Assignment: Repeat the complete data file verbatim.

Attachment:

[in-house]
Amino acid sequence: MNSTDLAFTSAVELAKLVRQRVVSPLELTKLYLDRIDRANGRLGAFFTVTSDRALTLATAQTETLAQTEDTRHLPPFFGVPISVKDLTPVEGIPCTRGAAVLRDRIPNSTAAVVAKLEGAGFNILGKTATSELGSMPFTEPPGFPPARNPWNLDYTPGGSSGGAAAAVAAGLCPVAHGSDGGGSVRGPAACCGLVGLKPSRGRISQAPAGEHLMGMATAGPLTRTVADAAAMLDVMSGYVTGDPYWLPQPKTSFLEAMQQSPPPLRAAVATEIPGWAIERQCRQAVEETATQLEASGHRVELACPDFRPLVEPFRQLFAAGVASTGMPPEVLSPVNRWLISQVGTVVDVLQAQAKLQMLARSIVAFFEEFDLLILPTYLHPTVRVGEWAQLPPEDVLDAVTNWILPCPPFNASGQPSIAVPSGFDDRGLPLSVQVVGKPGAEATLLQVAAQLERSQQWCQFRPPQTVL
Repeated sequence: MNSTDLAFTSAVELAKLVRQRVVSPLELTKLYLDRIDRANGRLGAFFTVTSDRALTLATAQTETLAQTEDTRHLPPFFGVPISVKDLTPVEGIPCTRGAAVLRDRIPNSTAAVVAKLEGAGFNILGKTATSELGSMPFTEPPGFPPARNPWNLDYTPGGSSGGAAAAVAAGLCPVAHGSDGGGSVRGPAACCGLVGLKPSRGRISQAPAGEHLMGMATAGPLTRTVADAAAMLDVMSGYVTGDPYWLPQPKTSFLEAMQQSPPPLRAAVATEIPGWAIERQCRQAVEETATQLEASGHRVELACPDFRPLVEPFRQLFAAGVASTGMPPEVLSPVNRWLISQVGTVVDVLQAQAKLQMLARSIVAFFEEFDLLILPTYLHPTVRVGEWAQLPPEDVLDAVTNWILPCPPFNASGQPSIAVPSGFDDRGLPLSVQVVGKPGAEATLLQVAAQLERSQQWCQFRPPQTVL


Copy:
[in-house]
Amino acid sequence: MNSTDLAFTSAVELAKLVRQRVVSPLELTKLYLDRIDRANGRLGAFFTVTSDRALTLATAQTETLAQTEDTRHLPPFFGVPISVKDLTPVEGIPCTRGAAVLRDRIPNSTAAVVAKLEGAGFNILGKTATSELGSMPFTEPPGFPPARNPWNLDYTPGGSSGGAAAAVAAGLCPVAHGSDGGGSVRGPAACCGLVGLKPSRGRISQAPAGEHLMGMATAGPLTRTVADAAAMLDVMSGYVTGDPYWLPQPKTSFLEAMQQSPPPLRAAVATEIPGWAIERQCRQAVEETATQLEASGHRVELACPDFRPLVEPFRQLFAAGVASTGMPPEVLSPVNRWLISQVGTVVDVLQAQAKLQMLARSIVAFFEEFDLLILPTYLHPTVRVGEWAQLPPEDVLDAVTNWILPCPPFNASGQPSIAVPSGFDDRGLPLSVQVVGKPGAEATLLQVAAQLERSQQWCQFRPPQTVL
Repeated sequence: MNSTDLAFTSAVELAKLVRQRVVSPLELTKLYLDRIDRANGRLGAFFTVTSDRALTLATAQTETLAQTEDTRHLPPFFGVPISVKDLTPVEGIPCTRGAAVLRDRIPNSTAAVVAKLEGAGFNILGKTATSELGSMPFTEPPGFPPARNPWNLDYTPGGSSGGAAAAVAAGLCPVAHGSDGGGSVRGPAACCGLVGLKPSRGRISQAPAGEHLMGMATAGPLTRTVADAAAMLDVMSGYVTGDPYWLPQPKTSFLEAMQQSPPPLRAAVATEIPGWAIERQCRQAVEETATQLEASGHRVELACPDFRPLVEPFRQLFAAGVASTGMPPEVLSPVNRWLISQVGTVVDVLQAQAKLQMLARSIVAFFEEFDLLILPTYLHPTVRVGEWAQLPPEDVLDAVTNWILPCPPFNASGQPSIAVPSGFDDRGLPLSVQVVGKPGAEATLLQVAAQLERSQQWCQFRPPQTVL